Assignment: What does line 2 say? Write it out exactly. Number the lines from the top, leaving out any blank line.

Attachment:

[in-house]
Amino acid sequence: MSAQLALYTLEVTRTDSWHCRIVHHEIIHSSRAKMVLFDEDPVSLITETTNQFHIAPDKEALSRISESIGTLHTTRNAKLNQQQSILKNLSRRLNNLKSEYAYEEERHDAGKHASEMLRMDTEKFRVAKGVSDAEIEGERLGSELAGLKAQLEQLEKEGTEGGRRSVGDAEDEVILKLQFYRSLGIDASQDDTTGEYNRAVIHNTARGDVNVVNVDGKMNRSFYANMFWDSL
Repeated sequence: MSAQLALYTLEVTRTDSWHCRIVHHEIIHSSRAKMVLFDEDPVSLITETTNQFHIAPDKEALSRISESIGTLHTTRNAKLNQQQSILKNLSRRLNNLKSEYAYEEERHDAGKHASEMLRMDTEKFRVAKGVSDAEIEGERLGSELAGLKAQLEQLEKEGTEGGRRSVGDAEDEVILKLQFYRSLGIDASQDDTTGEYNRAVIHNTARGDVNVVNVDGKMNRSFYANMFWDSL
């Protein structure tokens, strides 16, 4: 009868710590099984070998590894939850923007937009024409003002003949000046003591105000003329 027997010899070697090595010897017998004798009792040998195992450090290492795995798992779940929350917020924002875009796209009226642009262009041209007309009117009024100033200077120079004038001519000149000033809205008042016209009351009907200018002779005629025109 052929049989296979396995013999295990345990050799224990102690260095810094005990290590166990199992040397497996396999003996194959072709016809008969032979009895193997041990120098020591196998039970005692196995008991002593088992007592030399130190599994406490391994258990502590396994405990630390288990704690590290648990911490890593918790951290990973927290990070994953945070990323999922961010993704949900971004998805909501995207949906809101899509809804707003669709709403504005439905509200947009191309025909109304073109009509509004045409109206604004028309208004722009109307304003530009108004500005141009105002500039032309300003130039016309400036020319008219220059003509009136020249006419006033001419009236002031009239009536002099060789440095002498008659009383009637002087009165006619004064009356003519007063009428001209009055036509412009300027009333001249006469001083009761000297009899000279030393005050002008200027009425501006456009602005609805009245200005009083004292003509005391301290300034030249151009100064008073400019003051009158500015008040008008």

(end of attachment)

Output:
Amino acid sequence: MSAQLALYTLEVTRTDSWHCRIVHHEIIHSSRAKMVLFDEDPVSLITETTNQFHIAPDKEALSRISESIGTLHTTRNAKLNQQQSILKNLSRRLNNLKSEYAYEEERHDAGKHASEMLRMDTEKFRVAKGVSDAEIEGERLGSELAGLKAQLEQLEKEGTEGGRRSVGDAEDEVILKLQFYRSLGIDASQDDTTGEYNRAVIHNTARGDVNVVNVDGKMNRSFYANMFWDSL